Establishing a routine that prepares you for more engaged work, a warm-up, is useful too. My writing warm-up consists of Morning Pages, and a 10-Minute writing session with a short story prompt. Once I am warmed-up, I am ready to dig into work for clients, work on stories, polishing a blog post, or more work on my novel.

For some, exercise fits into getting the day started. For me this comes later on, as a break. Finding the right spot for exercise can help you establish it as part of your day.

2. How often do you need a break?

Some research suggests every hour; workshop leaders and trainers know that learners need a break at least every 90 minutes.

Writing, and other work on the computer is sedentary. Making sure you get up and move will increase your productivity and is better for your health.

If you know you’re not going to get to the gym, try developing some ten minute workouts that you can do throughout the day.

In addition to work breaks during the day, think about a weekly break. If you can give yourself a longer break once or twice a week, say lunch plus a walk, it can help renew your efforts.

Be aware of work tasks, projects, or social events that take recovery time and build that time into your schedule.

3. What do you need to fuel your work?

This is about eating to work (and enjoying it). Basically you use more energy thinking than plowing fields and the sharpness and clarity start to fade between three and four hours after you’ve eaten. Pay attention to see what refueling interval works best for you. Small meals work well, or a meal-healthy snack-meal pattern can work.

Remembering to drink enough water during the day is a challenge, but makes a big difference. Dehydration affects both thinking and energy.

If you are doing creative work it’s good to stay aware of what boosts your creativity (music, play with colours, seeing/hearing other’s work, meditation, movement). Build in time to replenish the inner resources that feed your creative output.

4. When do you need an outside opinion?

Once you’ve pulled things together and you feel you’re ready to share it with the world or your best client, you may want someone to provide some feedback. Identifying safe, confidential resources for this can provide help for your blind spots (we all have them) and give you a sense of whether or not you stayed on track and kept the work on target.

Develop some criteria for whom to ask and think about how you can develop reciprocity. You’re still out there on your own, but you will have ideas from outside your own patterns of thinking, and some folks who are already interested in the final result.

5. Where in your work will finding a mentor help?

Look for the area where you feel most challenged; where you know you need to grow; where you lack confidence; where you aren’t making the best use of your strengths and then look at the people you admire and whose work exemplifies where you want to go. Then ask. Suggest a framework for the mentoring work, and think about how you could make a contribution to what they’re doing. Take the time to build the relationship before you ask.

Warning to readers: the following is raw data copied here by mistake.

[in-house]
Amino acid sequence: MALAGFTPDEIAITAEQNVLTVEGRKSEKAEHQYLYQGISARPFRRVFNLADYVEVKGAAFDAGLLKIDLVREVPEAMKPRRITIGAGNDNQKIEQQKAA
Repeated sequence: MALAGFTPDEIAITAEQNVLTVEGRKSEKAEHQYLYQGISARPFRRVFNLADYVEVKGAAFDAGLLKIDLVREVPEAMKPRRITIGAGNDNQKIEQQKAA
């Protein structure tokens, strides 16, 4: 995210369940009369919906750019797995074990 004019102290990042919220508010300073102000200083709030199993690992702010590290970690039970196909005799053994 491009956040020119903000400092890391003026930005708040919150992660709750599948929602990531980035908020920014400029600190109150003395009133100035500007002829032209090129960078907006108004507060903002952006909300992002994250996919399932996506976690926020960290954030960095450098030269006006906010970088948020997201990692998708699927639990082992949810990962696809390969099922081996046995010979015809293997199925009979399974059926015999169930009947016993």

6. How do you network most effectively?

As an introvert my idea of a good time is time alone with a book. That said I love sharing information that will be helpful (my friends tell me I have the instincts of a librarian). My best networking happens when I have information to share with the group I am going to have an opportunity to meet. I am a flop when I don’t feel I have anything to give. I’ve found I need to do the research to make it worth my while. Even for an extrovert, it super-charges networking results if you do the research and prepare ahead of time.

A solid network is a huge asset when working on your own.

7. What administrative work keeps you in touch and what should be delegated?

When you start out you tend to do everything yourself. While you’re in the start-up phase it’s a good idea to log your reaction to tasks and note how you feel about them.

For some, doing the invoices helps keep you touch with what you’ve accomplished, for others it’s always on the bottom of the list and the accounting piece just makes you antsy. After a short while you’ll have a good idea of what you want to keep doing to stay in touch with key aspects of your business, and what to outsource once you have the cash.

8. What’s on your YES and NO Lists?

Your YES list has opportunities that connect with your goals, your joy, and your learning. Your NO list has the things you do that drag you down or suck time from what you really want to do.

As you become more successful you need to stay aware of both lists to give yourself support for saying NO to things that aren’t the best use of your energy and time.

9. Who is in your cheering section?

These folks can be real people you know (family, friends, mentors) or public figures you admire and want to emulate; even characters from books or movies (Charlotte from Charlotte’s Web).

10. What’s your celebration plan?

When you reach your goals, hit your targets, land the work of your dreams, you need to celebrate and share the good news. Have a plan, develop a ritual and enjoy your success.

You can also plan to share success by thinking about the group or organization you want to donate to when you reach your financial goals.

Once you know about what supports you, you’ll find even when you work alone you are connected.

Join the discussion: What activities support your work? How do you stay connected?